I am quite possibly the world’s worst salesperson. There are only a handful of things that I would be any good at selling because I am genuinely excited about them. One of those things is Disneyland. I love Disneyland. No, you don’t understand, I LOVE Disneyland. My husband and I honeymooned in Disneyland and upgraded our tickets to annual passes. We took several additional trips to Disneyland the first year we were married.
When I get home, I’m already planning the next trip. In fact, I’ve looked in to working at Disneyland and/or moving closer, just to spend more time in the park. I’ve read books about Disneyland, talked to friends about their experiences and insights, and poured over websites to learn tips and tricks. When I talk about Disneyland, my excitement is infectious. I not only love to go, but I love to paint a picture that draws people in and makes them want to go, too.
In thinking about teaching the Gospel message, I am saddened to realize that we don’t always approach it with the same excitement. Often we approach the subject as if it were an intellectual talking-point: “You see, the Bible says…” The words are dull, lifeless, and meaningless to anyone who doesn’t take the Bible seriously (which is an ever-increasing percentage of America’s population). As a longtime Christian, even I have to stifle a yawn. Is this really all we’ve got to offer as preachers and teachers?
Then, we break up spiritual growth into wooden steps that lead straight to the ceiling, like something out of the Winchester Mystery House. To inspire and ignite passion in people, we can’t make faith about the steps to take. Spiritual maturity is not a checklist. Besides, with that model, the steps become the end, not the means to an end. We’re no longer leading people to Christ, but to busy work in the name of checking off boxes.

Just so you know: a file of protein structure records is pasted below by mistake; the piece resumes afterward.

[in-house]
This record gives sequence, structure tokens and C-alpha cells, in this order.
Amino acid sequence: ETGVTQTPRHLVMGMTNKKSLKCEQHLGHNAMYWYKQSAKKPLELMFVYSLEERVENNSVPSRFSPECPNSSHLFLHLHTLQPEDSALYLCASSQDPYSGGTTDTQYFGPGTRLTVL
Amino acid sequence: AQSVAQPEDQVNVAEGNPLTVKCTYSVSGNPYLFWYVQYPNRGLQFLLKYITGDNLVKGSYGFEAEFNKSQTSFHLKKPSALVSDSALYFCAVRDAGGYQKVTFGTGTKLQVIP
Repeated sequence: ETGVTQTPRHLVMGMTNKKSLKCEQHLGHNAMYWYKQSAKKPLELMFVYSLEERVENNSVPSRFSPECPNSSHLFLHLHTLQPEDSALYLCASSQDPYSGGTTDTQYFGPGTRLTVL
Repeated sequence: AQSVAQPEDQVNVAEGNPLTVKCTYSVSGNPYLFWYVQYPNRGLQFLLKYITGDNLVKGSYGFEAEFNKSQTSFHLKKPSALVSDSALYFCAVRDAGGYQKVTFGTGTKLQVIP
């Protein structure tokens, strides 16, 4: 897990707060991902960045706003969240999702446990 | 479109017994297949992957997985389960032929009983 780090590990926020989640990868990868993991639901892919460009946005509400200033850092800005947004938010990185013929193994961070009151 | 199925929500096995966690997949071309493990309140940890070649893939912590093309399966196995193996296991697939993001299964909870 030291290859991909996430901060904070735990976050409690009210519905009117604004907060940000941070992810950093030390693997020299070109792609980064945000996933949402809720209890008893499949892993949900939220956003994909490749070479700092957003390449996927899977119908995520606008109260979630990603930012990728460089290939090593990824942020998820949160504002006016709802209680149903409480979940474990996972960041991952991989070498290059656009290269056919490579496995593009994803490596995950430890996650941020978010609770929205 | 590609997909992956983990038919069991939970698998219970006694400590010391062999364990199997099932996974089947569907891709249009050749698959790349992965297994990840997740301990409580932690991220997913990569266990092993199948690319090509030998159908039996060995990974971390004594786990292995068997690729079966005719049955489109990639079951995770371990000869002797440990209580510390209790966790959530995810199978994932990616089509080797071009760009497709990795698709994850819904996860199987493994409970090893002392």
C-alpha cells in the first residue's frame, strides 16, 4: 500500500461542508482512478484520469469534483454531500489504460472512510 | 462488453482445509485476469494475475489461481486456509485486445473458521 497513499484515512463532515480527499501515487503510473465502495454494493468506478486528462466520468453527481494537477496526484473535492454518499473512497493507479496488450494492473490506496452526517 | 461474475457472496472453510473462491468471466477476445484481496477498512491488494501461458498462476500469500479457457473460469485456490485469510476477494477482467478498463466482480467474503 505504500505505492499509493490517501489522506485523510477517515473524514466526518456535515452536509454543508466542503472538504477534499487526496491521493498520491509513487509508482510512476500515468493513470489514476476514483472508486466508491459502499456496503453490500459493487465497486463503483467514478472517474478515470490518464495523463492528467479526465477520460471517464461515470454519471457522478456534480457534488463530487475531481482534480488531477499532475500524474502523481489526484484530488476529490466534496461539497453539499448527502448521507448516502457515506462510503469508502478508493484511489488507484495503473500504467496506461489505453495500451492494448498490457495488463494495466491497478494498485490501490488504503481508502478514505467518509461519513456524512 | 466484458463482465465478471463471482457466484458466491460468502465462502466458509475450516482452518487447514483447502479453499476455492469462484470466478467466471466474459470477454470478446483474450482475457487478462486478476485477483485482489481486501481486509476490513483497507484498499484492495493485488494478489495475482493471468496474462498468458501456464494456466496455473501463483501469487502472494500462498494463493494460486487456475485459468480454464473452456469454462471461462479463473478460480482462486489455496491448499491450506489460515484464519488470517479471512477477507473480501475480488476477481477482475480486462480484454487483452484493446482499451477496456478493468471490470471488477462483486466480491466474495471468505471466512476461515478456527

I read a quote recently that said, “If you want to build a ship, don’t herd people together to collect wood and don’t assign them tasks and work, but rather teach them to long for the endless immensity of the sea.” (Antoine de St-Exupéry)
To change the quote above for the church, “If you want to lead others to Christ, don’t herd people together to listen to you talk about abstract concepts and don’t assign them tasks and work, but rather teach them to long for the endless immensity of the God of grace.”
I maintain that the only way to preach life-changing sermons is to go there. Go to the life-changing, awe-inspiring, God of grace and be transformed. People don’t listen to me about Disneyland because I’ve read books or websites. Ultimately, they listen to me because I have a lot of first-hand experience. This is a place that I have explored over and over again.
People will listen to me about God only if I have seen and touched–experienced–him over and over again. The more I grapple with the enormity of God and the depth of his grace for me personally, the more I am excited about sharing that message with others. God is no longer a product I’m selling to an unbelieving world, but someone I want to introduce to others. I ask, “Have you met God?” not because I want notches in my spiritual belt. I ask because I want you to get to know God. I can’t believe how amazing he is on a personal level. I want you to be awed in his presence, too. It’s not forced or boring, but the natural consequence of my relationship with God. I just can’t keep my excitement in.
Chances are, if you are in a position to be preaching and teaching, you have had first-hand experiences of grace that have transformed you as well. I add that we can’t always live in the distant past when we talk of God’s grace. As you endlessly recount the story of your conversion years ago, imagine your congregation, arms crossed, thinking, “What has God done for you lately?” You should be asking yourself the very same question: “God what are you doing in my life today?” If you have no answer to that question, how relevant is the message you’re conveying to others? How can others long for the God of grace if your story says only one visit is necessary?